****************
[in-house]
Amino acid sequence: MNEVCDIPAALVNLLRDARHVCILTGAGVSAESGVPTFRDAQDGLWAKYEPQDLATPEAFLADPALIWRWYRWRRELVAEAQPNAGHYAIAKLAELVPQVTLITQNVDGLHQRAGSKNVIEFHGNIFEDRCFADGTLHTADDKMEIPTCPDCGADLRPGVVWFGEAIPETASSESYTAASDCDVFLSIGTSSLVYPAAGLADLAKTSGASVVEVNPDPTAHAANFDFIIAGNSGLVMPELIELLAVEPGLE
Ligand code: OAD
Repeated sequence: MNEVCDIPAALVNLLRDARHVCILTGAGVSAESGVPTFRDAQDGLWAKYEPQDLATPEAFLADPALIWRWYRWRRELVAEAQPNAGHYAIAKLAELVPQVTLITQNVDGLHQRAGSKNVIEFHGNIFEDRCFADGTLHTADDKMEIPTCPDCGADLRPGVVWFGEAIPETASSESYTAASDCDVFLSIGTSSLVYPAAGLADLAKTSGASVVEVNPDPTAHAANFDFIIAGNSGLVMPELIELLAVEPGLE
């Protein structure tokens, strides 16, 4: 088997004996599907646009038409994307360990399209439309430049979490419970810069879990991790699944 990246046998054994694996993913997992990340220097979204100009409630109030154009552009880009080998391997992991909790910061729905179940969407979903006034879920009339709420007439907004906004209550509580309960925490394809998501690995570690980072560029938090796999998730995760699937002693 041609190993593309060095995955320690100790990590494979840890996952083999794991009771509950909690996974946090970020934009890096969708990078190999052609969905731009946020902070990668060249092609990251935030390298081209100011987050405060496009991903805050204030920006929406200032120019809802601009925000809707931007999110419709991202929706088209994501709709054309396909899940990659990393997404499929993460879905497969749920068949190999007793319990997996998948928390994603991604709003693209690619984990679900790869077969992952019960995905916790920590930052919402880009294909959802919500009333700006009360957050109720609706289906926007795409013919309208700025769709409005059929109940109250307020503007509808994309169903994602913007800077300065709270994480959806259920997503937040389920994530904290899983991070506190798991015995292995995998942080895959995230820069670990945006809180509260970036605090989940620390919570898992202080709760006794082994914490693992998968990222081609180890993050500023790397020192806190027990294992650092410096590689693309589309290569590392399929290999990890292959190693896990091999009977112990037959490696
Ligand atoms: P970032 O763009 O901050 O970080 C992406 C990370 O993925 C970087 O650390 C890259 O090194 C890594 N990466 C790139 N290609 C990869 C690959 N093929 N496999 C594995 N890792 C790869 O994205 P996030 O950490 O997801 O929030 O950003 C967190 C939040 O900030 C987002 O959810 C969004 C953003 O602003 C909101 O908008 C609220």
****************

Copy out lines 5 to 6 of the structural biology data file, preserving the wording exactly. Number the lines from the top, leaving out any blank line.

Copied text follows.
């Protein structure tokens, strides 16, 4: 088997004996599907646009038409994307360990399209439309430049979490419970810069879990991790699944 990246046998054994694996993913997992990340220097979204100009409630109030154009552009880009080998391997992991909790910061729905179940969407979903006034879920009339709420007439907004906004209550509580309960925490394809998501690995570690980072560029938090796999998730995760699937002693 041609190993593309060095995955320690100790990590494979840890996952083999794991009771509950909690996974946090970020934009890096969708990078190999052609969905731009946020902070990668060249092609990251935030390298081209100011987050405060496009991903805050204030920006929406200032120019809802601009925000809707931007999110419709991202929706088209994501709709054309396909899940990659990393997404499929993460879905497969749920068949190999007793319990997996998948928390994603991604709003693209690619984990679900790869077969992952019960995905916790920590930052919402880009294909959802919500009333700006009360957050109720609706289906926007795409013919309208700025769709409005059929109940109250307020503007509808994309169903994602913007800077300065709270994480959806259920997503937040389920994530904290899983991070506190798991015995292995995998942080895959995230820069670990945006809180509260970036605090989940620390919570898992202080709760006794082994914490693992998968990222081609180890993050500023790397020192806190027990294992650092410096590689693309589309290569590392399929290999990890292959190693896990091999009977112990037959490696
Ligand atoms: P970032 O763009 O901050 O970080 C992406 C990370 O993925 C970087 O650390 C890259 O090194 C890594 N990466 C790139 N290609 C990869 C690959 N093929 N496999 C594995 N890792 C790869 O994205 P996030 O950490 O997801 O929030 O950003 C967190 C939040 O900030 C987002 O959810 C969004 C953003 O602003 C909101 O908008 C609220």